Shahjalal University of Science and Technology (SUST) in Sylhet is a research-based institution of higher education in Bangladesh. It was established in 1986 with the lofty goals of partaking research in physical sciences and engineering, and was the first university to adopt the American credit system. True to its name, during the first couple of decades, SUST secured the 610th rank in the world list of research-oriented universities.
However, the state of affairs now at the university is far from happy and the academic atmosphere is on the decline. A grim situation of physical violence exists in the campus, too. The miscreants from the ruling political party, masquerading as students, have infiltrated the student community and violence by them, often sanctioned by the administration, had broken out within the campus. Altogether academic sanctity and human decency are unknown elements at the moment.
Most of the present turmoil, if not the whole of it, can be placed at the doors of the top administrators, particularly of the Vice Chancellor of the university Mr. Farid Uddin Ahmed, who had shown total ineptitude for governance and disregard for decency.
The utter chaos currently prevailing in SUST stems from the outdated system of selection of a Vice Chancellor (VC). Whereas Dhaka University (DU), Jahangirnagar University and many other universities in the country rely on their respective Senate to select the best candidate from a panel of candidates for the post of VC, SUST is conspicuous by the absence of Senate and relies solely on the Chancellor (the president of the country), who rubber stamps the individual hand-picked by the ruling party. Consequently, a political candidate, rather than an academically suitable one, is chosen for the post. Accordingly, the incumbent VC of SUST was selected in August 2017 for a four-year term and then given a second term last year, although he is grossly unpopular among students and teachers alike.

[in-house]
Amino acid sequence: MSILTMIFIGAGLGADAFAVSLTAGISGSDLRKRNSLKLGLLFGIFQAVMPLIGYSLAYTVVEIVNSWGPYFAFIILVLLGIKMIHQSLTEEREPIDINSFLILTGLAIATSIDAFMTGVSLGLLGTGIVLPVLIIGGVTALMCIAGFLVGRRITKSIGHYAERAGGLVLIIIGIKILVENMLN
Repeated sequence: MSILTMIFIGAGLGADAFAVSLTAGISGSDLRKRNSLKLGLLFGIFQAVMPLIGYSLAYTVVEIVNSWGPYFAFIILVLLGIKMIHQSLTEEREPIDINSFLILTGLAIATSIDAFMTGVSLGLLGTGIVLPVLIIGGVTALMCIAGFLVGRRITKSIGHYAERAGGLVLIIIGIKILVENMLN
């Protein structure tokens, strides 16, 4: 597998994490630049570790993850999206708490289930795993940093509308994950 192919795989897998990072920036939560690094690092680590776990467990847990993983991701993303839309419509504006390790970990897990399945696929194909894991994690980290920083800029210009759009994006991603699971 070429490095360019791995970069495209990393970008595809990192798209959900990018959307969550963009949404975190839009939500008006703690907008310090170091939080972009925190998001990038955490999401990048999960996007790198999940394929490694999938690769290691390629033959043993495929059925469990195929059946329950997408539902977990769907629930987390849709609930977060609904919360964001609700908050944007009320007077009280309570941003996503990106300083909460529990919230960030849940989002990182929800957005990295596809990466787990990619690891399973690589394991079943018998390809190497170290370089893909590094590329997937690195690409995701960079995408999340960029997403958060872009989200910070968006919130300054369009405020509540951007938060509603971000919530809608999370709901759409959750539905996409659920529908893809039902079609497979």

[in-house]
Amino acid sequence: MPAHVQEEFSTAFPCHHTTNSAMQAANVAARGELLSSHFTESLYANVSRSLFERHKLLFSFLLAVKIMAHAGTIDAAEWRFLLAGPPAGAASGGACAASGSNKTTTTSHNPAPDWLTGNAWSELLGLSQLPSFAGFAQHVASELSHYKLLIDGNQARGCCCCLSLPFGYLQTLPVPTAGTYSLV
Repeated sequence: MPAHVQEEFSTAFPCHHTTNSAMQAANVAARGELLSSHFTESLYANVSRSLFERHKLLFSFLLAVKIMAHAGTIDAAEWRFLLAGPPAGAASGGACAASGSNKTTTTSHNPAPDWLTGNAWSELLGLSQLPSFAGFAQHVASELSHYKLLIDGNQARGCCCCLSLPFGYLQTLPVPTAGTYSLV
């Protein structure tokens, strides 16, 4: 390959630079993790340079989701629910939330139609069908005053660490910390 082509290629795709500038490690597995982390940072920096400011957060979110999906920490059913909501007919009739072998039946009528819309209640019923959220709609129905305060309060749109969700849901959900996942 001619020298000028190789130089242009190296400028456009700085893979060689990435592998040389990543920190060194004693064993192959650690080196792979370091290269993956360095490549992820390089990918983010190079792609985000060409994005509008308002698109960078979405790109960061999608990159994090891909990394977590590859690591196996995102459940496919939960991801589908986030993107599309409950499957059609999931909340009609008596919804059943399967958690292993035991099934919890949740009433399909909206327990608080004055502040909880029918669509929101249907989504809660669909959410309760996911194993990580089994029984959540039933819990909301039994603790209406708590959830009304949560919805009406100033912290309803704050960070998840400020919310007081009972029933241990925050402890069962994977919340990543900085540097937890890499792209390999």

According to many articles published in this newspaper and elsewhere, Mr. Ahmed does not have the requisite qualifications required to be a full professor or the Vice Chancellor of a university. Appointment or elevation to the rank of a full professor in almost all the major universities in the world requires distinguished academic achievement―outstanding credentials in teaching, research and scholarly publications recognized by scholars within and outside the academic community.
While nothing to show for himself, not even a doctoral degree, earned or bestowed, Mr. Ahmed made his way to the top of the academic pole via the back door, using the greasy pole of academic shenanigan. In an American university, he can at best be hired as an adjunct faculty, also known as “freeway fliers” because they drive from one campus to another campus in order to patch together a mediocre salary teaching one or two courses per semester, usually without any benefit and job security.